PBS ombudsman Michael Getler thinks emails suggesting “Finding Your Roots” host Henry Louis Gates obliged Ben Affleck‘s request to omit his slave-owning ancestors from the show makes the controversy an “open and shut case.”
While speaking to TheWrap on Wednesday about the network’s investigation into whether Gates decided against airing the parts of Affleck’s ancestry at the direct request of the actor, Getler cited emails between Gates and Sony Entertainment CEO Michael Lynton. The exchange, which Getler already wrote about in a column, proves Gates “understood the serious journalistic and credibility issues at stake.”
“There’s a certain danger, I think, in producing these kinds of documentary programs without any journalists involved, or journalism involved,” Getler told TheWrap. “Professor Gates is a professor, a very respected academic, but not a journalist, so they may process this kind of advice
Whether Gates’ editorial decision was intentional or not, he at least knew honoring Affleck’s request would be a violation of PBS policy. The email exchange with Lynton shows Gates writing, “To do this would be a violation of PBS rules, actually, even for Batman.”
On Tuesday, the public broadcasting company told TheWrap, “we are moving deliberately yet swiftly,” without providing a firm timetable for the investigation or what the potential punishment for Gates, a Harvard scholar, could be.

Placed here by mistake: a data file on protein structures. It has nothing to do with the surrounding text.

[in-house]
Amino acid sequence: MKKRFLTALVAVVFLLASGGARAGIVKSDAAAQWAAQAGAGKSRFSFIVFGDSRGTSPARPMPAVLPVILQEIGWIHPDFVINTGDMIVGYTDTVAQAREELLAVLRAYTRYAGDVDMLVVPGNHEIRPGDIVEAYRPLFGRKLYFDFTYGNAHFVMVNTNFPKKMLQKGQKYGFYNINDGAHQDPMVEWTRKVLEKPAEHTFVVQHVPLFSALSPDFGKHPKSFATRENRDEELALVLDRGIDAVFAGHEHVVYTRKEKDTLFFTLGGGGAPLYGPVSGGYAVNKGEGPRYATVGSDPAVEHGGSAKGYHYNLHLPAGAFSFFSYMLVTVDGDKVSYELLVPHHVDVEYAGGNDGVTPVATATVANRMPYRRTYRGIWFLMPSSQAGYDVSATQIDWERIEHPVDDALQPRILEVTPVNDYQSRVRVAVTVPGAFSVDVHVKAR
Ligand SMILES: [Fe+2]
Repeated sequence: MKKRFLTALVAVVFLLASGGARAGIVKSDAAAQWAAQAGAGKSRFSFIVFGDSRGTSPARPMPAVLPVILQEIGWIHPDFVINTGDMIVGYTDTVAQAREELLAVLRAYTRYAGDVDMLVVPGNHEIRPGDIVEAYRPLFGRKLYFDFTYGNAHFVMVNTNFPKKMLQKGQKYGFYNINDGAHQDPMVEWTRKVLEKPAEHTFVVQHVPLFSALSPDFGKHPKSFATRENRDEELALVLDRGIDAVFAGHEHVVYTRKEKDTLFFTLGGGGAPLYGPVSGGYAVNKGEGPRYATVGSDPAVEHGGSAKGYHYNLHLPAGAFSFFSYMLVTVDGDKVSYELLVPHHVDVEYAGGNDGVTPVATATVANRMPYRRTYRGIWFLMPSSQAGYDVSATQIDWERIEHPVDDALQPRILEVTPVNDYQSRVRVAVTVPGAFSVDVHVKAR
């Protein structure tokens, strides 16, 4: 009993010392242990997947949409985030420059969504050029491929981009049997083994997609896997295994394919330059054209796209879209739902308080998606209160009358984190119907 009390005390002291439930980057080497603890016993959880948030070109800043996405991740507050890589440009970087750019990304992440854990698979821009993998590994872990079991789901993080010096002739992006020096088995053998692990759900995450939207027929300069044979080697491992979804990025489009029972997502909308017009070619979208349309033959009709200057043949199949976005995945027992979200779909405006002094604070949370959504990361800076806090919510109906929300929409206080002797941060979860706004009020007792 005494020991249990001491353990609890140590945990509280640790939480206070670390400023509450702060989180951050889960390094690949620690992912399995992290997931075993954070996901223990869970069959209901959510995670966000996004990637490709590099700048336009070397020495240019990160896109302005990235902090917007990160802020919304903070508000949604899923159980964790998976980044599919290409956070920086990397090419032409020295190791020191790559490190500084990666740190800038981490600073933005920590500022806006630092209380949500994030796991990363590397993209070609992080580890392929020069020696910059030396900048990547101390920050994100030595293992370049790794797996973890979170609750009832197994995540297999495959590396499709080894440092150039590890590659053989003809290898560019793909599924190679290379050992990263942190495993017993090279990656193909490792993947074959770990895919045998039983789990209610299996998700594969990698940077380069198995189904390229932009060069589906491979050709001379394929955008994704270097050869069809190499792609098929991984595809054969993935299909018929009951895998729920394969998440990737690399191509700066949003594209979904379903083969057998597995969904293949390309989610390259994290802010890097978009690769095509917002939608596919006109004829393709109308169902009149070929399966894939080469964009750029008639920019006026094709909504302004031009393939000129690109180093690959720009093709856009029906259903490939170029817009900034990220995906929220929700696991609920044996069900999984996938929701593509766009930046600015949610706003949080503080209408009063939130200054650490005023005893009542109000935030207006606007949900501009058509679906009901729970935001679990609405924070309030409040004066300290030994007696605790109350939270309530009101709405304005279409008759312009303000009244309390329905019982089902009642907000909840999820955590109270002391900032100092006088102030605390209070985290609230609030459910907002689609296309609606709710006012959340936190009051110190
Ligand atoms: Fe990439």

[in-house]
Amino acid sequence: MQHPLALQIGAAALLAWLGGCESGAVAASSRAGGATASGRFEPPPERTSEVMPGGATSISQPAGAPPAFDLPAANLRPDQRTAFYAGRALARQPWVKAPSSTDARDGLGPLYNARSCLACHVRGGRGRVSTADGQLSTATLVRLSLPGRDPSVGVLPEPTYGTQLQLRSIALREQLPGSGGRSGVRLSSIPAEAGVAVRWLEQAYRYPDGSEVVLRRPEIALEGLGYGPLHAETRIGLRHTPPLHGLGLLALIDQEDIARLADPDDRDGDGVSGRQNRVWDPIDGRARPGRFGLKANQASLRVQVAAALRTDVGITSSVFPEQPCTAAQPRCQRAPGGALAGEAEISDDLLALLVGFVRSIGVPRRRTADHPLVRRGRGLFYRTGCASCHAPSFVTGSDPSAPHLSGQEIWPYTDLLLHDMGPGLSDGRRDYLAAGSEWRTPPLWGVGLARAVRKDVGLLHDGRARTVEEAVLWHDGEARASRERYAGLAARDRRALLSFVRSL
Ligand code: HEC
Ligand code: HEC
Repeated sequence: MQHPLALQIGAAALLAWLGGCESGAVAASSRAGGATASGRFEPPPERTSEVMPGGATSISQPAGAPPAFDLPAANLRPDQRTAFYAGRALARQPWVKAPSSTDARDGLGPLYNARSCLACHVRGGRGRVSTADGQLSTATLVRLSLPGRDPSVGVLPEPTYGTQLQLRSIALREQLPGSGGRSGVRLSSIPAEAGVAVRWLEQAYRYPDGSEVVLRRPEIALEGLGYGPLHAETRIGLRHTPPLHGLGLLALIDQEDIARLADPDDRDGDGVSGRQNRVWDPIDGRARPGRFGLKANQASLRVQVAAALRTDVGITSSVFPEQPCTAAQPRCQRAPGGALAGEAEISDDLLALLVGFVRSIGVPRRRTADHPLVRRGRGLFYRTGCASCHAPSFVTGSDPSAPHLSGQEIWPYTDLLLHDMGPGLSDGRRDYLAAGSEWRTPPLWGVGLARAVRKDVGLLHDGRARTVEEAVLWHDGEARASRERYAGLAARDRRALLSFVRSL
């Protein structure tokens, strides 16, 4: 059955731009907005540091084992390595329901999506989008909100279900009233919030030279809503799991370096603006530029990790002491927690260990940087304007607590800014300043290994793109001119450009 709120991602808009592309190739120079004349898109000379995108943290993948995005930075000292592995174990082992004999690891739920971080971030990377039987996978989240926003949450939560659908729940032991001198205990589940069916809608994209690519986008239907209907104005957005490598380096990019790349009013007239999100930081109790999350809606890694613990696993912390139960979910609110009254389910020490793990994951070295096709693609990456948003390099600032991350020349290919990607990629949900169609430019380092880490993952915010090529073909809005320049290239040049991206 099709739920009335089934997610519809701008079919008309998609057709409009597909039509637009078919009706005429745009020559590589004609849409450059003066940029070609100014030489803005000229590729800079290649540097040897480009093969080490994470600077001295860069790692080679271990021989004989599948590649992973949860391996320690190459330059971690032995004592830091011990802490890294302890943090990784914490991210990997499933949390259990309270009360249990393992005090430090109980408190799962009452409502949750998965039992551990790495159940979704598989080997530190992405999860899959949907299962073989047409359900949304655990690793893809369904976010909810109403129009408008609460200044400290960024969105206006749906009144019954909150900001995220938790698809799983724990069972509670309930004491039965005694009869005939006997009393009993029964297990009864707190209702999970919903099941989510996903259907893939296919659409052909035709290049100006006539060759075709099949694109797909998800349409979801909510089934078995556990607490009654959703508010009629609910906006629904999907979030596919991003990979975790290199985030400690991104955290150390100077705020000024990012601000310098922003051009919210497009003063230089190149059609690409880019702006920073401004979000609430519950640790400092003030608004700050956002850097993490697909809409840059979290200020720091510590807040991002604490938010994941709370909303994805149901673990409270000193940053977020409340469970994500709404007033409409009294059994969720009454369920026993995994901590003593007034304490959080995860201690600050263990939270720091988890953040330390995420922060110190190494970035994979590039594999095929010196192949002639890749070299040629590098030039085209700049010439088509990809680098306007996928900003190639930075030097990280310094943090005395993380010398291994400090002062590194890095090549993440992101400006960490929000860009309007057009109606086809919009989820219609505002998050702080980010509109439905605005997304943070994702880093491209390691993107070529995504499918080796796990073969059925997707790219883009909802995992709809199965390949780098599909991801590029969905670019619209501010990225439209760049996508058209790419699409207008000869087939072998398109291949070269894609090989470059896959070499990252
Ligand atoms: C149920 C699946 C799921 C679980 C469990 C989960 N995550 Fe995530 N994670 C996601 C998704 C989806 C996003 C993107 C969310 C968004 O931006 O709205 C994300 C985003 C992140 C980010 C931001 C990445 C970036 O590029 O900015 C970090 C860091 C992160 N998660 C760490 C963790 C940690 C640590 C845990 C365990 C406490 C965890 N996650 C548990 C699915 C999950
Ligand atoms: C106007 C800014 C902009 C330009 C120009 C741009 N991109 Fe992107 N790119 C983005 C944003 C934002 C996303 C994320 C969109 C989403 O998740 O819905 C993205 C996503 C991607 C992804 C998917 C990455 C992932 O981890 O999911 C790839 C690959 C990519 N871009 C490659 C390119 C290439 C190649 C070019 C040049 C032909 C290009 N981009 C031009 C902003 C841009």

Soon after, Affleck broke his silence via Facebook, and apologized: “I didn’t want any television show about my family to include a guy who owned slaves. I was embarrassed. The very thought left a bad taste in my mouth.”
The actor went on to say the PBS show is not a news show, and since participants offer up a lot of their time and family information, the assumption is they won’t be embarrassed.
“It’s not just entertainment,” he said. “The whole point of it is to document people’s genealogy and families. The whole point of genealogy is to be dedicated to a truthful tracing … it’s not news in the sense that we think of it, but it is documentary and it’s not a reality show, it’s not something that should allow the kind of choice that was apparently made here.”
As to why Gates, when stuck in an editorial quagmire, would reach out to a Hollywood executive instead of PBS, Getler called it “an excellent question.” The ombudsman explained Gates should have told WNET and/or PBS as soon as the actor made the request to leave parts of his family history on the cutting floor, which hopefully would have set off “alarm bells.”
“That clearly was a bad decision,” Getler said. “Maybe he felt it was clear what kind of response he would get from PBS or WNET and sought other advice from a trusted friend.”
When asked about Gates’ email to Lynton, PBS referred TheWrap to its previous statement announcing its investigation into the matter.
Getler stopped short of taking a side on what Gates’ fate should be if the investigation finds clear evidence that Gates’ decision to leave out Affleck’s family’s slave-owning history was a direct quid pro quo. But he did stress the value of the public broadcaster.
“PBS is an important institution, and the integrity of PBS is what’s most important to PBS and to its viewers,” Getler said. “They have to believe PBS does the right thing and lives up to its own standards.”